advertisement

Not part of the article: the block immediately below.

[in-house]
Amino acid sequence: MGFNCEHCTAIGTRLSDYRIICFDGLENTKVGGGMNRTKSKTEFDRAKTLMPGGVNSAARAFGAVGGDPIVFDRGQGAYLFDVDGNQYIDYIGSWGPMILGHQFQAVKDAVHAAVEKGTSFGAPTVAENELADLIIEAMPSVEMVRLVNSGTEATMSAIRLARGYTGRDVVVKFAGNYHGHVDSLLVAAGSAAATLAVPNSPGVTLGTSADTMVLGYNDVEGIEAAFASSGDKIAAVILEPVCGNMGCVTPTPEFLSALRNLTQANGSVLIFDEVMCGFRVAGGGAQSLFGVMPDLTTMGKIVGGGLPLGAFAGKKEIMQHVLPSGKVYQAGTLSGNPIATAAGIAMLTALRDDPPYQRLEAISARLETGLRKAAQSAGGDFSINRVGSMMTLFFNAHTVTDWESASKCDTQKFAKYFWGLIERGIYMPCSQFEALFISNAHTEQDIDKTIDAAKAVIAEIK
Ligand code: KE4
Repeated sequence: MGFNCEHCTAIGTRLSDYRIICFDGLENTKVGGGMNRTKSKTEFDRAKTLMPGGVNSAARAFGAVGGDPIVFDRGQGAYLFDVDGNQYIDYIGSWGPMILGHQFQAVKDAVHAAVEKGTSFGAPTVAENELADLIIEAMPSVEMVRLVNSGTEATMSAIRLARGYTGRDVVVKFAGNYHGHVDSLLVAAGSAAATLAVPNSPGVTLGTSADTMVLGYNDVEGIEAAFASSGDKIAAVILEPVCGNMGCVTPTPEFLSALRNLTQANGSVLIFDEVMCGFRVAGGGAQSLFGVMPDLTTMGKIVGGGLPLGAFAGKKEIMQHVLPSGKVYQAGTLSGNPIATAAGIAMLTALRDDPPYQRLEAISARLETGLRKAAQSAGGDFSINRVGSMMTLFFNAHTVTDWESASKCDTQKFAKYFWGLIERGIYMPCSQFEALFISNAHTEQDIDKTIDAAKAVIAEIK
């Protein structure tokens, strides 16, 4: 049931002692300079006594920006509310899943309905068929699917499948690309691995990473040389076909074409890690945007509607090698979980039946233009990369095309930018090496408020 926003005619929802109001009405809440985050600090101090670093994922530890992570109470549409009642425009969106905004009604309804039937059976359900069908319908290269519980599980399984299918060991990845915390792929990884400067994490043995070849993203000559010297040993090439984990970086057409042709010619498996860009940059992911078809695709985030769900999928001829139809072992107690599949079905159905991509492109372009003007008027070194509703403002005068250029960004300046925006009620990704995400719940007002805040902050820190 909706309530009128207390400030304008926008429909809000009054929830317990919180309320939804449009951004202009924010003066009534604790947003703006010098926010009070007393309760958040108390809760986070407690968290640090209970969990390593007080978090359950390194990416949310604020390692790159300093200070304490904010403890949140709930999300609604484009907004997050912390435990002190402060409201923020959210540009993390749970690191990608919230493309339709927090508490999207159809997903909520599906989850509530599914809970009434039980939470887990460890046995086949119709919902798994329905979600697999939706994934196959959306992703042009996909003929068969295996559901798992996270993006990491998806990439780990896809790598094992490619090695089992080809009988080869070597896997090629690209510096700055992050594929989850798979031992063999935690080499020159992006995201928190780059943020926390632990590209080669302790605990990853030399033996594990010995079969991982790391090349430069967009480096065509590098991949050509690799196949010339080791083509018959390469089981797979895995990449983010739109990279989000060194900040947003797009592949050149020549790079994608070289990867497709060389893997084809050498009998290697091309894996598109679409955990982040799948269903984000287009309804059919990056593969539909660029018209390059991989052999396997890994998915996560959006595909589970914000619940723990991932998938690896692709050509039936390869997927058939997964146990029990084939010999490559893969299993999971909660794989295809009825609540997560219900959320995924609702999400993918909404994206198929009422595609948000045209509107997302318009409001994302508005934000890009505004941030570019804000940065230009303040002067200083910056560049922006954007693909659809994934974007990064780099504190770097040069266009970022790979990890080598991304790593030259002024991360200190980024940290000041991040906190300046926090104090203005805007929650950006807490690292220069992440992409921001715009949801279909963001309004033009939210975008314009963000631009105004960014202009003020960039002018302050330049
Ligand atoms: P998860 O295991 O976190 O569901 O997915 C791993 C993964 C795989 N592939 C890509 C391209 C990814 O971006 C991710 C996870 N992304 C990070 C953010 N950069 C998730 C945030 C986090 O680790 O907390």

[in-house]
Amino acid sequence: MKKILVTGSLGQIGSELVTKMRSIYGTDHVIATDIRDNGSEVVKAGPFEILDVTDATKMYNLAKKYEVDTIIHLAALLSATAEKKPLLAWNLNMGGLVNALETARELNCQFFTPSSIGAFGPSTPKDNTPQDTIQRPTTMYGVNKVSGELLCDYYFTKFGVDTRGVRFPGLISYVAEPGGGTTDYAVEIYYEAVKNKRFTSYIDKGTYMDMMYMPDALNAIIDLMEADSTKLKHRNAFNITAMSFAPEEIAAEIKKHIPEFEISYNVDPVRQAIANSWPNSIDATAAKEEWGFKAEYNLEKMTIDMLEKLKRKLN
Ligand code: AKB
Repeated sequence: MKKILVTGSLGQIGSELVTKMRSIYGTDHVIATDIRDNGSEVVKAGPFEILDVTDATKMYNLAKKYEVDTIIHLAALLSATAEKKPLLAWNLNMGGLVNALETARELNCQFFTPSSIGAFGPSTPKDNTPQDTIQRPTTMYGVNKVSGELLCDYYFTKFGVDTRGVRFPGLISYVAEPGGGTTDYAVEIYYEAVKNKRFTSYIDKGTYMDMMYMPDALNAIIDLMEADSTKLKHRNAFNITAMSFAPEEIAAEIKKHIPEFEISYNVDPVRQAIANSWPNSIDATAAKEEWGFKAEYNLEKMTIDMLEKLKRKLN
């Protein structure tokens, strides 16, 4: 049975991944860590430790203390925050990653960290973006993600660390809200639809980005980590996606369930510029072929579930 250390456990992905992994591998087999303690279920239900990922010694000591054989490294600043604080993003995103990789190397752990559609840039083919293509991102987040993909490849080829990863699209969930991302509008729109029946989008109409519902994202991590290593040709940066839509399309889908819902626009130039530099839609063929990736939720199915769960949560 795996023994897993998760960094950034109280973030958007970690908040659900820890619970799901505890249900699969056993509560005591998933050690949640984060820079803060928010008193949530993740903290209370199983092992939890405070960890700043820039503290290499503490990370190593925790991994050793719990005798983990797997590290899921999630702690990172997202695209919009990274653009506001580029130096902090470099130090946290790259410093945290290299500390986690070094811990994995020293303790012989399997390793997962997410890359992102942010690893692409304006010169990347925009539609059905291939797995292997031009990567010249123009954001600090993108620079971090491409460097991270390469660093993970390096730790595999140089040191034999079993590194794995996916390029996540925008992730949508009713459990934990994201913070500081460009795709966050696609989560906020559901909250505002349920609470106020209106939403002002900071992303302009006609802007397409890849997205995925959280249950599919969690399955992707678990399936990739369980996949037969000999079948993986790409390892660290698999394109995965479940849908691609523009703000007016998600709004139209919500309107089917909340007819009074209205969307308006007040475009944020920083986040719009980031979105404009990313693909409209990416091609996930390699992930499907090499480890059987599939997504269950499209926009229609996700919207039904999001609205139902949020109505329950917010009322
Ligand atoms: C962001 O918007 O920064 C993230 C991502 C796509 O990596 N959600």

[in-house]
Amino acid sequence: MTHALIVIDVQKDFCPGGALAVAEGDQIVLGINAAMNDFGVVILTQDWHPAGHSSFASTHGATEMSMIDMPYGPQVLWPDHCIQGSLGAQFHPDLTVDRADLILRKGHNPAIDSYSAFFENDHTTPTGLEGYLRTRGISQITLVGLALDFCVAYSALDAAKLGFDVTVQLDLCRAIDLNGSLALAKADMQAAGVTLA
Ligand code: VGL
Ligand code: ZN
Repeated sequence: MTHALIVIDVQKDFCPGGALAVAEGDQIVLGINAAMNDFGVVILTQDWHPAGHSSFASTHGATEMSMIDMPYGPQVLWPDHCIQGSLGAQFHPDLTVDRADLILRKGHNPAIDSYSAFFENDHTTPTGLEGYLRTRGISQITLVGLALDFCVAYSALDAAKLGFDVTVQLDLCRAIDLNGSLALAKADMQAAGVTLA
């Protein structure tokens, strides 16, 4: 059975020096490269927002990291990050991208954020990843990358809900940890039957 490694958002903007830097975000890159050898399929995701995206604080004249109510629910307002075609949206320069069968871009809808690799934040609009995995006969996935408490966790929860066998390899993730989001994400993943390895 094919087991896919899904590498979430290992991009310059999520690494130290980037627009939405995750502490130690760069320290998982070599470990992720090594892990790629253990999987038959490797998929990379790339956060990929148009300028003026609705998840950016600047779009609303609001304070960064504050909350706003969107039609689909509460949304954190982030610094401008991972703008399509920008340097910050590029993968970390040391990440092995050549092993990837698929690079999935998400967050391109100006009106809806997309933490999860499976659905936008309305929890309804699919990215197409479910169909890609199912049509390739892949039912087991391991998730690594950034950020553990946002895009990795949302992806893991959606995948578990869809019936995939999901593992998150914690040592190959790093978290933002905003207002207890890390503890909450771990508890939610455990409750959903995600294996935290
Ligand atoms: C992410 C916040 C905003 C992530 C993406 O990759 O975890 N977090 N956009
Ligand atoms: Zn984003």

ECE 480 – Application Note – Kunal Verma 4/2/2010 Configuring a Frequency to Voltage Converter by Kunal Verma Design Team 5 ECE 480 - Spring 2010 Michigan State University 1 _______________________________ Introduction Measuring frequency for use in signal processing is a very important tool for system engineers. The most familiar type of tachometer is the speedometer used in motor vehicles. One of the easiest ways to do this is to use a circuit that takes a varied frequency input and produces a voltage corresponding to each frequency in the range of its measuring capacity. By creating a linear relationship between frequency and voltage a designer can vary easily integrate frequency measurement into the application of their choice. In this article we will look at a method for designing an easy to use frequency to voltage converter using the National Semiconductor LM2907/LM2917 series ICs. _________________________________ LM2907N The specific IC model that we will analyze in this article is the LM2907-N, a 14-pin DIP package that contains a comparator, capacitor charge pump, and op-amp/transistor amplification stage. The schematic for the device can be seen below: Figure 1: Circuit Layout for LM2907-N 2 The first part of the processing chain is the comparator. By grounding the negative differential input of the comparator we create a zero-crossing detector. Applying an AC signal with no DC offset and common grounding to the positive terminal will produce a square wave output. Figure 2: Output response of a zero-crossing detector From this square wave the charge pump uses a timing capacitor to provide the charge and discharge for the charge pumping action. The charging capacitor is attached to pin 2. Figure 3: Voltage response of the timing capacitor C1 The amplitude of the resulting signal is ⁄ and a change in voltage of this magnitude is experienced by the capacitor every ⁄( ) seconds. This results in a time averaging current through the capacitor: (1) 3 This current is then mirrored on the output of the charge pump where it can be fed to a grounding resistor and filtered by a second capacitor for smoother response. The output voltage across the resistor can then be calculated using Ohm’s law and Eq (1): (2) Figure 4: Expected output response of a charge pump As we can see the output voltage is entirely affected by the frequency of the input signal in a very simple linear relationship. In our application Vcc = 5V and we wish to see a maximum output voltage of 5V as well, therefore we are given a simple design equation relating our component values to the maximum expected frequency of our input signal. (3) Choosing a value for is relatively trivial. For low frequency signal acquisition the general rule of thumb is to increase discharge time as much as possible, this reduces response time for the frequency to voltage converter but it also stabilizes the output voltage variation. 4 __________________________________ Example For our project we required a frequency to voltage converter with a 450 Hz range, and output voltage of 5V. Using the assumption from before ( )we can easily find a relationship between the timing capacitor and output resistor using Eq (3). choosing nF: ( ) The closest available resistor for use in our example is a 68 resistor. Our maximum frequency then becomes: ( ) ( ) Hz Using Eq (2) we can also very easily calculate the linear relationship between input frequency and output voltage, with DC corresponding to 0V as a minimum limit and corresponding to Vcc as a maximum limit: In order to compensate for any irregularities in the test circuit we choose to include calibration variables. These variables will allow us to adapt our model for use in integration with a microcontroller: ( ) 5 _____________________________ Benchmarking The test circuit used for the analysis of the frequency to voltage converter is shown to the right. With our compensation variables set to 0 we expected an f-V relationship of ( ) . The input signal for testing was a 1Vpp Sine wave with 0-DC and variable frequency (0 – 400 Hz). Frequencies beyond 400 Hz showed a flat response, a result we had not expected. The expected and measured voltage response is shown in Figure 6 below. Comparison between the expected and measured functions led to determination of the calibration variables: Figure 5: Test Circuit for 450 Hz Frequency to Voltage Converter 5 and y = 0.0106x - 0.0063 y = 0.0112x 0 1 Voltage (V) 2 3 4 Measured Expected 0 100 200 Frequency (Hz) 300 Figure 6: Testing Results 6 400 _________________________________ Resources National Conductor LM2907 Datasheet (http://www.national.com/ds/LM/LM2907.pdf) The Analysis and Design of Linear Circuits – 6th Edition (Thomas and Albert, 2006) Charge Pump Circuit Design – 1st Edition (Pan, 2006) 7